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View to a krill: Prospects of feast drive marine predators
by Staff Writers
Paris (AFP) June 22, 2011

A decade-long study of the Pacific's biggest predator species has pinpointed the food hotspots and migratory avenues which lure them in seasonal patterns, Nature reported on Wednesday.

Biologists tagged 23 species, from mammals such as whales and seals to sharks, tuna, albatrosses and turtles, which are considered "apex predators," meaning they are at the top of the marine food chain.

The animals, monitored throughout the last decade, headed for biological hotspots like the California Current System, flowing southwards along the US West, where a mix of surface and deep waters brings an upwelling of tiny marine plants and crustaceans.

Another place for congregation is the North Pacific Transition Zone, a boundary between cold sub-arctic water and warm sub-tropical water located between Hawaii and Alaska.

"These are the oceanic areas where the food is most abundant, and it's driven by high primary productivity at the base of the food chain," researchers Barbara Block of Stanford University and Daniel Costa of the University of California at Santa Cruz, said in a press release.

Block likened such areas to Africa's Serengeti Plain, whose vegetation is the building block for a dazzling array of species.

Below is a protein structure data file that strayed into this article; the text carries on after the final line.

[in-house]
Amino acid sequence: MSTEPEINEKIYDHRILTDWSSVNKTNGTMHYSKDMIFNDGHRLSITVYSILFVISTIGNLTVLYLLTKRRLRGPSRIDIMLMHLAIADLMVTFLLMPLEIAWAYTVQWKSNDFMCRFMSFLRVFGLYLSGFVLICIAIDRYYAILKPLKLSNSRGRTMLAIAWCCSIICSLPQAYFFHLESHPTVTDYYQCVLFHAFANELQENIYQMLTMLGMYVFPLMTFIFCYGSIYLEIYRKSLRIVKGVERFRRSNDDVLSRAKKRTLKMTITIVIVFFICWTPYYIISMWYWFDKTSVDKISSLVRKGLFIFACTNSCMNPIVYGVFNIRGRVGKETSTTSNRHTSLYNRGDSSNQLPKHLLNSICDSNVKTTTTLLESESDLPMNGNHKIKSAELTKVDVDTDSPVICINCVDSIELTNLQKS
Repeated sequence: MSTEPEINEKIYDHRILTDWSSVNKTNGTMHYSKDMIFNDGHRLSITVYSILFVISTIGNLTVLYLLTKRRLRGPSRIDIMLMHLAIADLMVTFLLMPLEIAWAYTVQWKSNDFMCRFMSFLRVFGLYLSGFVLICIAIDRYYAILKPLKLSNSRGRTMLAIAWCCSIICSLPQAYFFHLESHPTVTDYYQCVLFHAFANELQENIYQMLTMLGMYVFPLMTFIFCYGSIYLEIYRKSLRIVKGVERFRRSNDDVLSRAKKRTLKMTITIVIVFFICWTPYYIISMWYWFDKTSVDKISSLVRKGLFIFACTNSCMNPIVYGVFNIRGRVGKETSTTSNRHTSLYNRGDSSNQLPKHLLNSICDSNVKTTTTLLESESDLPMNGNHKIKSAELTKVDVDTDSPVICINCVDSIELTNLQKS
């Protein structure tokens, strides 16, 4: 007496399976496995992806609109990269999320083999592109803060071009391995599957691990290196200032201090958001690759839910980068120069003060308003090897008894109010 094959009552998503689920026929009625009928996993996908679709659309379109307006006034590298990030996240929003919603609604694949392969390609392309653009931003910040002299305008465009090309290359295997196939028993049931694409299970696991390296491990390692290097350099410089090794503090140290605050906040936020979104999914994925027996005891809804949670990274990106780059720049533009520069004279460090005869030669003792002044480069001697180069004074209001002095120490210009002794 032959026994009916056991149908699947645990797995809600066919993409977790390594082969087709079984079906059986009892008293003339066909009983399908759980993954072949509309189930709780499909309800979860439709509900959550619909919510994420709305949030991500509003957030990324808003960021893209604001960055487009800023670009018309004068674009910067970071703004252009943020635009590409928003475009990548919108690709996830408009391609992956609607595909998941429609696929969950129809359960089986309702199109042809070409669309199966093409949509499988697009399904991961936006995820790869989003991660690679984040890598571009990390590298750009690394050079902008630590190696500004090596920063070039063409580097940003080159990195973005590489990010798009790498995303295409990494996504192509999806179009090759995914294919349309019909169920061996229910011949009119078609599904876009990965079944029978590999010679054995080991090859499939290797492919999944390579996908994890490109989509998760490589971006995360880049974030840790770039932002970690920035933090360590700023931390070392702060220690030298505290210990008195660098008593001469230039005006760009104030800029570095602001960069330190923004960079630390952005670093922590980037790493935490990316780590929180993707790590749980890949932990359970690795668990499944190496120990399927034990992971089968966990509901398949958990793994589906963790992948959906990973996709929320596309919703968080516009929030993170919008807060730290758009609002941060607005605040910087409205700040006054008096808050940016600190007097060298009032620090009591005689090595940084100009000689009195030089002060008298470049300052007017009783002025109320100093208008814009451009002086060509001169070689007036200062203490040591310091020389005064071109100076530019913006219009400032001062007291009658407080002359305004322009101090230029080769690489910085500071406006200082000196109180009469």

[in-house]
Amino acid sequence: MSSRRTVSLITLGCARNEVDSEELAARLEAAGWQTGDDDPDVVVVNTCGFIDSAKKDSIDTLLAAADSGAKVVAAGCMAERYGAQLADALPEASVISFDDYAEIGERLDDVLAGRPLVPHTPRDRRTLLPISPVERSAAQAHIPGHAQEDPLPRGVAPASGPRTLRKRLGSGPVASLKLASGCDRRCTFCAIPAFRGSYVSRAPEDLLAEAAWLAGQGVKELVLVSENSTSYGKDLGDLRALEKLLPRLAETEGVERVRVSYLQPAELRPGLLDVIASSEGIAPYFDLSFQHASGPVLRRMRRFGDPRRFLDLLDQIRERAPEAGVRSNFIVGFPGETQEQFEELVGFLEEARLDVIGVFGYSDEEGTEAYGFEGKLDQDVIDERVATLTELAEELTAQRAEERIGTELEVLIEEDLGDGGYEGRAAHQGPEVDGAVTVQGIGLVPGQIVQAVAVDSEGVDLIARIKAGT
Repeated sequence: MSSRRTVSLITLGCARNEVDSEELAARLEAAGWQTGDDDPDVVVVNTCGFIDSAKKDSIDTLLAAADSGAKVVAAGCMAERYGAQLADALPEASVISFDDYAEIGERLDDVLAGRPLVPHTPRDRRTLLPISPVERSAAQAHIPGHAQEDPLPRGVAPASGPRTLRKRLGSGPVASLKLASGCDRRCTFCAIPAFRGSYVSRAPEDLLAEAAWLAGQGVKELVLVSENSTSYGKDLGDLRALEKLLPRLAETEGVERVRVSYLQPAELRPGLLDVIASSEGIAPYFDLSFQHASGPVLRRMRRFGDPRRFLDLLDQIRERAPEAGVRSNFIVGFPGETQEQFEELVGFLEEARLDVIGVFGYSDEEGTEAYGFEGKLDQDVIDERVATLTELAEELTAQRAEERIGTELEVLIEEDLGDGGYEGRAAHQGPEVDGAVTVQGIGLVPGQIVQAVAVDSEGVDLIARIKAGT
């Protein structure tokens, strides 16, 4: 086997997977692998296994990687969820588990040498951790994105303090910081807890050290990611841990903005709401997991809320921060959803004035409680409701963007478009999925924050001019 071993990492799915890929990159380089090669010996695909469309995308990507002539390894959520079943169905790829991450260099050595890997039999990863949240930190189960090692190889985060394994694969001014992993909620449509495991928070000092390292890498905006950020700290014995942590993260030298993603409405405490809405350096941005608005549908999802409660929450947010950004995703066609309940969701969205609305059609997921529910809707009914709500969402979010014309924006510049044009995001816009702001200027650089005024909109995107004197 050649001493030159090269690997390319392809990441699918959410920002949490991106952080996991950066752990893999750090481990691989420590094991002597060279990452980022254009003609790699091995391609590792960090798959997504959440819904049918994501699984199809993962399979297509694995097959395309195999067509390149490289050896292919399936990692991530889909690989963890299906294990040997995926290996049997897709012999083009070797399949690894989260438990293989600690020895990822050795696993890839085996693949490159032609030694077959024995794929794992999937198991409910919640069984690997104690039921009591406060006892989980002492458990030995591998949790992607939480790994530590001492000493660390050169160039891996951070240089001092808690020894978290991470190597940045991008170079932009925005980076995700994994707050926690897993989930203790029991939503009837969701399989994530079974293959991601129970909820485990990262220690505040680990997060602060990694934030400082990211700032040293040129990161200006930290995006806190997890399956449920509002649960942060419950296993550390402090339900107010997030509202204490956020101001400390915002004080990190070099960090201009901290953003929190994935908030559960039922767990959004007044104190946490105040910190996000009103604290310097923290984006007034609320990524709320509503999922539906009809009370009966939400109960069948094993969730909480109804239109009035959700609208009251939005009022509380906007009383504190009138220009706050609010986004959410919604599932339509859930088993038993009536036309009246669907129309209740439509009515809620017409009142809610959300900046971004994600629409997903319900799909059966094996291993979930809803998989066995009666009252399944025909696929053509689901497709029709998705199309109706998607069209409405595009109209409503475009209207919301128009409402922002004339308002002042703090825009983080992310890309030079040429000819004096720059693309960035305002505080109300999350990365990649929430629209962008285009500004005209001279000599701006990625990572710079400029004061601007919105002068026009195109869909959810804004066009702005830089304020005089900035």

The investigation also showed some predators may spend all their lives in one food-rich zone but others can cross the ocean to get to the banquet.

Differences exist even in closely-related species: some tuna species, for instance prefer particular water temperatures, which prompts them to seek out specific habitats.

Amongst the patterns, though, was some intriguing variability.

Bruce Mate, director of the Marine Mammal Institute at Oregon State University, said he and colleagues tracked a fin whale for more than a year.

"It did nothing that we expected," he said. "Usually, we think large whale species go south for the winter and north in the summer, but this whale spent its winter in the Gulf of Alaska and didn't go south until spring when it went as far south as the tip of Baja (California) -- but returned back to the Gulf of Alaska without stopping anywhere."

The programme, called Tagging of Pacific Predators (TOPP), gathered 75 experts from five countries, in what is being called the world's biggest bio-logging study.

They attached 4,306 electronic tags, whose data will take years to analyse.

Put together, the information should help conservation strategies by pinpointing the movements of species at risk. Fishing on migratory paths, for instance, could be restricted to help vulnerable species.

"Using satellite observations of temperature and chlorophyll concentrations alone, we can now predict when and where individual species are likely to be in a given ocean region and begin to understand factors that control their movements," said Costa.

"This is fundamental to the concept of ecosystem-based based management."

In a separate report issued on Monday, a consortium of marine biologists said the world's oceans were heading towards a mass die-out to a degree last seen tens of millions of years ago.

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Fastest Sea-Level Rise in Two Millennia Linked to Increasing Global Temperatures
Washington DC (SPX) Jun 21, 2011
The rate of sea level rise along the U.S. Atlantic coast is greater now than at any time in the past 2,000 years--and has shown a consistent link between changes in global mean surface temperature and sea level. The findings are published this week in the journal Proceedings of the National Academy of Sciences (PNAS). The research, funded by the National Science Foundation (NSF), was ... read more

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